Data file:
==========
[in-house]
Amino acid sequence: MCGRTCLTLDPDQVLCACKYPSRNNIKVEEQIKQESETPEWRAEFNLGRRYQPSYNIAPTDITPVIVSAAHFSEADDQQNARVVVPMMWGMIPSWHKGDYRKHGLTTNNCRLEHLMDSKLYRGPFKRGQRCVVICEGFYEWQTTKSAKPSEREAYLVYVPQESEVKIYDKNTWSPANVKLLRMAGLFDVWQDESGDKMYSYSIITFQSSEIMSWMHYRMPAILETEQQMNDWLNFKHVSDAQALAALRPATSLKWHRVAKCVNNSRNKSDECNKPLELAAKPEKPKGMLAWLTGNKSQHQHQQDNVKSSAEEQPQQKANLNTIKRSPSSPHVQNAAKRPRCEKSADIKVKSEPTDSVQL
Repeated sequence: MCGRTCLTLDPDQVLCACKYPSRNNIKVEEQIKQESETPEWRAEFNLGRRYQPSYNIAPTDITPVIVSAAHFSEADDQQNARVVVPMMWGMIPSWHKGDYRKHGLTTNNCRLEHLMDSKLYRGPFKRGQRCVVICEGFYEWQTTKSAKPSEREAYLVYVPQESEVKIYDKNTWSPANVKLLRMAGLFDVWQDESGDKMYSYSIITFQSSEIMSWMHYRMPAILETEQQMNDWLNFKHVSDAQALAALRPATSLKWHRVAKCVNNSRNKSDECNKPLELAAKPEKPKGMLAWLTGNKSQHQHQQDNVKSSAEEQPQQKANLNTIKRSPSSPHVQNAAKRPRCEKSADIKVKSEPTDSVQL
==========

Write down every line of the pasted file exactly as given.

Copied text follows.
[in-house]
Amino acid sequence: MCGRTCLTLDPDQVLCACKYPSRNNIKVEEQIKQESETPEWRAEFNLGRRYQPSYNIAPTDITPVIVSAAHFSEADDQQNARVVVPMMWGMIPSWHKGDYRKHGLTTNNCRLEHLMDSKLYRGPFKRGQRCVVICEGFYEWQTTKSAKPSEREAYLVYVPQESEVKIYDKNTWSPANVKLLRMAGLFDVWQDESGDKMYSYSIITFQSSEIMSWMHYRMPAILETEQQMNDWLNFKHVSDAQALAALRPATSLKWHRVAKCVNNSRNKSDECNKPLELAAKPEKPKGMLAWLTGNKSQHQHQQDNVKSSAEEQPQQKANLNTIKRSPSSPHVQNAAKRPRCEKSADIKVKSEPTDSVQL
Repeated sequence: MCGRTCLTLDPDQVLCACKYPSRNNIKVEEQIKQESETPEWRAEFNLGRRYQPSYNIAPTDITPVIVSAAHFSEADDQQNARVVVPMMWGMIPSWHKGDYRKHGLTTNNCRLEHLMDSKLYRGPFKRGQRCVVICEGFYEWQTTKSAKPSEREAYLVYVPQESEVKIYDKNTWSPANVKLLRMAGLFDVWQDESGDKMYSYSIITFQSSEIMSWMHYRMPAILETEQQMNDWLNFKHVSDAQALAALRPATSLKWHRVAKCVNNSRNKSDECNKPLELAAKPEKPKGMLAWLTGNKSQHQHQQDNVKSSAEEQPQQKANLNTIKRSPSSPHVQNAAKRPRCEKSADIKVKSEPTDSVQL